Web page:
sismorphine wrote:Though with older dogs we can desensitize them and can train through behavioral issues so that they don't LOOK like they have a problem, I don't believe that socializing a pup to humans/dogs/environment etc as a youngster is going to mask anything, instead it is going to become part of their final temperament.
It shouldn't have to become
part of their temperament, it should just be there already genetically.
mnp13 wrote:Ok, the other argument here would be that the ones that aren't afraid have "better genetics" but frankly I don't agree. When you start them off not being afraid, you're not going to get default fear behaviors later on. However, if you don't bother to get them used to loud noises (to continue the example) and end up with a dog with noise fears, then you train to fix it, often you end up with the default behavior (fear) when the dog is under stress.
The default behavior, whether it is the fear or never being afraid, is what is being bred on. Doesn't matter what is fixed by training. I've seen lots of dogs look better on the field than they really are because I know about the training that went into them. When those dogs are bred it is not their training that gets passed on, but their genes.
What's a baseline, anyway?
Let's say Erin and Allison "evaluate" the exact same litter of seven-week old pups... would Allison weed out those puppies who responded w/fear or caution when being exposed to x amount of people/things for the very first time immediately, but Erin would make an extra effort to work w/those same pups to help/teach them how to deal w/the world more appropriately?
And how is that fair to the pups? Isn't that like trying to "evaluate" a human infant to see how well he/she will do in grade school, years down the road?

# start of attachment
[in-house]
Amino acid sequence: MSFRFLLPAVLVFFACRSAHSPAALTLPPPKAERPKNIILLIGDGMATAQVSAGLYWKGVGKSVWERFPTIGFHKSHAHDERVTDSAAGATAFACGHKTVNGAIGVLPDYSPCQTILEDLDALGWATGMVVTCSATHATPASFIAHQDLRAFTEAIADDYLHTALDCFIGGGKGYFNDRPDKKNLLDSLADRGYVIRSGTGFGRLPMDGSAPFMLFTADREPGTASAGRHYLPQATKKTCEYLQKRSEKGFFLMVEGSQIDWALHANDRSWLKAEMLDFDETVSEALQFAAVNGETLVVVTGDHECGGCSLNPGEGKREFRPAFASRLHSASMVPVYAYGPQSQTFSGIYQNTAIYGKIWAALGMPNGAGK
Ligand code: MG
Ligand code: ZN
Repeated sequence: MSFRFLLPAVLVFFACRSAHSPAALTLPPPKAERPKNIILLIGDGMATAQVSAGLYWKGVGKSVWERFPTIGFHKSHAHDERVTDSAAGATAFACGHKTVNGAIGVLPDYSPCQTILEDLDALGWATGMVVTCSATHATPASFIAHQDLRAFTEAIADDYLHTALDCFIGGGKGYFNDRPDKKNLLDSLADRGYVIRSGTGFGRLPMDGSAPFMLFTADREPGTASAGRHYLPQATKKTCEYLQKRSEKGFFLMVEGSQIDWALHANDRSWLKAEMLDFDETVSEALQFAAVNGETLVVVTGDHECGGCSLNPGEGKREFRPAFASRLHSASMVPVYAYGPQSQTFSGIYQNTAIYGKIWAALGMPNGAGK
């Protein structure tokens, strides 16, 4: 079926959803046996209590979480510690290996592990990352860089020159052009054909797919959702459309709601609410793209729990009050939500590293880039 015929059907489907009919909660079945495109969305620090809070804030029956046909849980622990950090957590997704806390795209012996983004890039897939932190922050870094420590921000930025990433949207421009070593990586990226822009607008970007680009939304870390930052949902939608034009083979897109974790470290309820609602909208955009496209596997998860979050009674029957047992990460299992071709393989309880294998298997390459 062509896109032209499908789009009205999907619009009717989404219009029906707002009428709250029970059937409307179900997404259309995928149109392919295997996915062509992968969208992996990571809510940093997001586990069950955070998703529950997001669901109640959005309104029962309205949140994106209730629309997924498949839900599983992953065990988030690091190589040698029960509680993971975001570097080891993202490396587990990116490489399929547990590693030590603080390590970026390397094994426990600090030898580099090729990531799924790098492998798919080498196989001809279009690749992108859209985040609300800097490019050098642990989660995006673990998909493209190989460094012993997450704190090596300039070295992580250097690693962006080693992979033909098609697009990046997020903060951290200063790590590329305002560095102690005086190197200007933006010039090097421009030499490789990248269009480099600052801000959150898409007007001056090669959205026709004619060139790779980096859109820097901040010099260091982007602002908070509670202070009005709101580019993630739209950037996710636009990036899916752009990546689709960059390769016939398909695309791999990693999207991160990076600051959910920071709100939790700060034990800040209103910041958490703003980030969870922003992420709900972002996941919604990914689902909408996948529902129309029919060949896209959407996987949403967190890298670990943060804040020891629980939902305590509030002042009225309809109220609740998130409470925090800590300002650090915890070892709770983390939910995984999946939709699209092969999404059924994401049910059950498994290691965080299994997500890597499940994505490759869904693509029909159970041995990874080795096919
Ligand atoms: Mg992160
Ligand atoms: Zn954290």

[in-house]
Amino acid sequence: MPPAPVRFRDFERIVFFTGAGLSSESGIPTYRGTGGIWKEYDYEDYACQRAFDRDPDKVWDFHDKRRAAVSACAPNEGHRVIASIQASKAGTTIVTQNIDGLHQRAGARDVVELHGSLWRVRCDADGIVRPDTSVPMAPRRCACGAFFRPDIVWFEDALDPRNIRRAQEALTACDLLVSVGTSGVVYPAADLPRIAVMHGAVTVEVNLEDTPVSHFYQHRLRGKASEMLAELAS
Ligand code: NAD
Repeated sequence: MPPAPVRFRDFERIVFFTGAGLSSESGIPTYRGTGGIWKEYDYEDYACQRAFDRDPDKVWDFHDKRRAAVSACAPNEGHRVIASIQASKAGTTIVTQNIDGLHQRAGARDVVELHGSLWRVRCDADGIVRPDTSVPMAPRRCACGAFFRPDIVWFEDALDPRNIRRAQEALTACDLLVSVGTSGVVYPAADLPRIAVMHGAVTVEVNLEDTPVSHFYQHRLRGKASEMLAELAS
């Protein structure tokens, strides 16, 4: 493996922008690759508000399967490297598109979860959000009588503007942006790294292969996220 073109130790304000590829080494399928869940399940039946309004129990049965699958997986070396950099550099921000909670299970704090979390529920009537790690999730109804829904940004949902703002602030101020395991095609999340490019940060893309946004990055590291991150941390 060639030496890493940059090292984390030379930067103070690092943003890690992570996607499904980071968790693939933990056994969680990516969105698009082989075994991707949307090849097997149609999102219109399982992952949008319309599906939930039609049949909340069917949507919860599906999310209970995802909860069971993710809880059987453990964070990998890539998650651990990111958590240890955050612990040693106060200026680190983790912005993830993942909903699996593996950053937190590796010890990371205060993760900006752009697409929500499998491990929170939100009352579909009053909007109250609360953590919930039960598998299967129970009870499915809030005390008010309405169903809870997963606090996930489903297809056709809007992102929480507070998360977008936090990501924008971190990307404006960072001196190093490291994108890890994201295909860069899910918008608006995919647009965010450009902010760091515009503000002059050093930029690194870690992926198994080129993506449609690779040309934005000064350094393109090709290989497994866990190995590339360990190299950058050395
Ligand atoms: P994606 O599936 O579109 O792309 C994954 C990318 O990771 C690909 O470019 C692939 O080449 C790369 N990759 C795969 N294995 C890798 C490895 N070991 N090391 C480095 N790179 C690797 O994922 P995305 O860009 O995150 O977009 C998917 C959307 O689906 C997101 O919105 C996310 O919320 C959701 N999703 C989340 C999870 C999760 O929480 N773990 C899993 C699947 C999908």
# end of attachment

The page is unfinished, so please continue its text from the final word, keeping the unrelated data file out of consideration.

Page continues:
For me, a baseline is the raw dog. It is the firsts that that dog experiences and how he/she reacts to them.
When looking at fear and caution you also have to look at recovery rate. A pup who runs away from something and hides...wash out. A pup who is startled by the first pan you throw to the ground but then cautiously investigates it without being influenced by the handler to do so (depending obviously on a lot of variables and how quickly the dog goes to investigate, body language, etc) would be watched. You also have to take into consideration how the dog reacts to things both in and out of drive.
Personally, I don't really care about being "fair" to the pups. If the pup is weak at 7 or 8 weeks of age, it's going to be a weak dog. I don't want to put my time, money, and effort into training that dog. I want the dog that has the raw materials that allow me to build what I am looking for.
theredqueen wrote:I'm guessing here, but I'd assume that the fearful ones wouldn't become a "working" dog. In SD work, if the dog is too fearful, we'd find it a pet home. There in lies the trouble for me...if you've bred a dog with a HUGE work ethic, that doesn't have any socialization or experience, but is too fearful to actually do the job...what happens to that dog?
Depending on the breeder, pups who are displaying fearful or otherwise unstable temperaments may very well be put down. Some may just have a spay/neuter contract put out on them and then placed in an experienced pet home. If, god forbid, I ever end up with the dog that Erin describes the dog would either stay with me and be managed or be put down.
Demo's posts are spot on with my way of thinking.
I'll be back later to check on this thread. Fun discussion!